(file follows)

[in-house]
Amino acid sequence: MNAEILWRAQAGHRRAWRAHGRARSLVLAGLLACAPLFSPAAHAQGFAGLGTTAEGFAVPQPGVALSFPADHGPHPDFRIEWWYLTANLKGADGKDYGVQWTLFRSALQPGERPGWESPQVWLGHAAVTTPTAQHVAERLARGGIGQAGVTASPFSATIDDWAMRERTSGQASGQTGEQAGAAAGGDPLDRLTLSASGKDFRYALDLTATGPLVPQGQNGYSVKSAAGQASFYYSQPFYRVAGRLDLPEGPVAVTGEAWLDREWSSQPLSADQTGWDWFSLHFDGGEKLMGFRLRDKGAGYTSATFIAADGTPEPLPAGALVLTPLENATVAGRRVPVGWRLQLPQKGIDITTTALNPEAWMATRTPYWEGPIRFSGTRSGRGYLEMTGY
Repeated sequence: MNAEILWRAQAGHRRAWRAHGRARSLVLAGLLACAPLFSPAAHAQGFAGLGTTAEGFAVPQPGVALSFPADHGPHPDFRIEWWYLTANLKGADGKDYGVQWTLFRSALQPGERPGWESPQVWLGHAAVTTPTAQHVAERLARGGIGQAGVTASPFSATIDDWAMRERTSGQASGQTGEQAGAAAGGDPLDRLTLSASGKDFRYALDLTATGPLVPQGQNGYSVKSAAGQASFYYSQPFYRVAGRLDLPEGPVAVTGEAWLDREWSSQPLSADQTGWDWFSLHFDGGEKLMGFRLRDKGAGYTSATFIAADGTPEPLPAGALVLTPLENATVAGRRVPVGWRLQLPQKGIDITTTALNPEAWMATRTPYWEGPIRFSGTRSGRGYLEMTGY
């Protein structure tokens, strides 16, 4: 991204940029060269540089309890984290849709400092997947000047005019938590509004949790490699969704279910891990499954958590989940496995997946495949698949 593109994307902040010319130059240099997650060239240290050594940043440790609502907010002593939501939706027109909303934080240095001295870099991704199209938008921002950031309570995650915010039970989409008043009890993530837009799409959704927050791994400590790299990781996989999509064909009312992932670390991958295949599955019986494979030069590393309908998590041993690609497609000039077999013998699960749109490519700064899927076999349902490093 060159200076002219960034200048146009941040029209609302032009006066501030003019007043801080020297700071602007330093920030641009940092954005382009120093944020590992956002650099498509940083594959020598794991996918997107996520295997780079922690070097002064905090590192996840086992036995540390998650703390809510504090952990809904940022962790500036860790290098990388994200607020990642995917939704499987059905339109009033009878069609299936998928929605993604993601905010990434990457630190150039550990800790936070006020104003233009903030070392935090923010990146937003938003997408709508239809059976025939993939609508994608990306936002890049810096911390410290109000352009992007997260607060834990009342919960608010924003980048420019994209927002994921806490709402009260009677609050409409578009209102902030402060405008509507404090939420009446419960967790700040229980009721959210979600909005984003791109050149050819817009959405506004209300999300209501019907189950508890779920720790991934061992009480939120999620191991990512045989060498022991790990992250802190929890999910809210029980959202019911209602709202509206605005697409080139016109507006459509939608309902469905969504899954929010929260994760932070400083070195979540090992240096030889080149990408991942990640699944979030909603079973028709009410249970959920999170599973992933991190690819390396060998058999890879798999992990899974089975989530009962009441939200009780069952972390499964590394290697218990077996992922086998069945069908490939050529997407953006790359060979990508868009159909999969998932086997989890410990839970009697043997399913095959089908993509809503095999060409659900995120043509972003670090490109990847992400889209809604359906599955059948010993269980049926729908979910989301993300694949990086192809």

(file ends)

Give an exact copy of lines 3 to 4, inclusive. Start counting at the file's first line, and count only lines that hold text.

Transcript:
Repeated sequence: MNAEILWRAQAGHRRAWRAHGRARSLVLAGLLACAPLFSPAAHAQGFAGLGTTAEGFAVPQPGVALSFPADHGPHPDFRIEWWYLTANLKGADGKDYGVQWTLFRSALQPGERPGWESPQVWLGHAAVTTPTAQHVAERLARGGIGQAGVTASPFSATIDDWAMRERTSGQASGQTGEQAGAAAGGDPLDRLTLSASGKDFRYALDLTATGPLVPQGQNGYSVKSAAGQASFYYSQPFYRVAGRLDLPEGPVAVTGEAWLDREWSSQPLSADQTGWDWFSLHFDGGEKLMGFRLRDKGAGYTSATFIAADGTPEPLPAGALVLTPLENATVAGRRVPVGWRLQLPQKGIDITTTALNPEAWMATRTPYWEGPIRFSGTRSGRGYLEMTGY
């Protein structure tokens, strides 16, 4: 991204940029060269540089309890984290849709400092997947000047005019938590509004949790490699969704279910891990499954958590989940496995997946495949698949 593109994307902040010319130059240099997650060239240290050594940043440790609502907010002593939501939706027109909303934080240095001295870099991704199209938008921002950031309570995650915010039970989409008043009890993530837009799409959704927050791994400590790299990781996989999509064909009312992932670390991958295949599955019986494979030069590393309908998590041993690609497609000039077999013998699960749109490519700064899927076999349902490093 060159200076002219960034200048146009941040029209609302032009006066501030003019007043801080020297700071602007330093920030641009940092954005382009120093944020590992956002650099498509940083594959020598794991996918997107996520295997780079922690070097002064905090590192996840086992036995540390998650703390809510504090952990809904940022962790500036860790290098990388994200607020990642995917939704499987059905339109009033009878069609299936998928929605993604993601905010990434990457630190150039550990800790936070006020104003233009903030070392935090923010990146937003938003997408709508239809059976025939993939609508994608990306936002890049810096911390410290109000352009992007997260607060834990009342919960608010924003980048420019994209927002994921806490709402009260009677609050409409578009209102902030402060405008509507404090939420009446419960967790700040229980009721959210979600909005984003791109050149050819817009959405506004209300999300209501019907189950508890779920720790991934061992009480939120999620191991990512045989060498022991790990992250802190929890999910809210029980959202019911209602709202509206605005697409080139016109507006459509939608309902469905969504899954929010929260994760932070400083070195979540090992240096030889080149990408991942990640699944979030909603079973028709009410249970959920999170599973992933991190690819390396060998058999890879798999992990899974089975989530009962009441939200009780069952972390499964590394290697218990077996992922086998069945069908490939050529997407953006790359060979990508868009159909999969998932086997989890410990839970009697043997399913095959089908993509809503095999060409659900995120043509972003670090490109990847992400889209809604359906599955059948010993269980049926729908979910989301993300694949990086192809």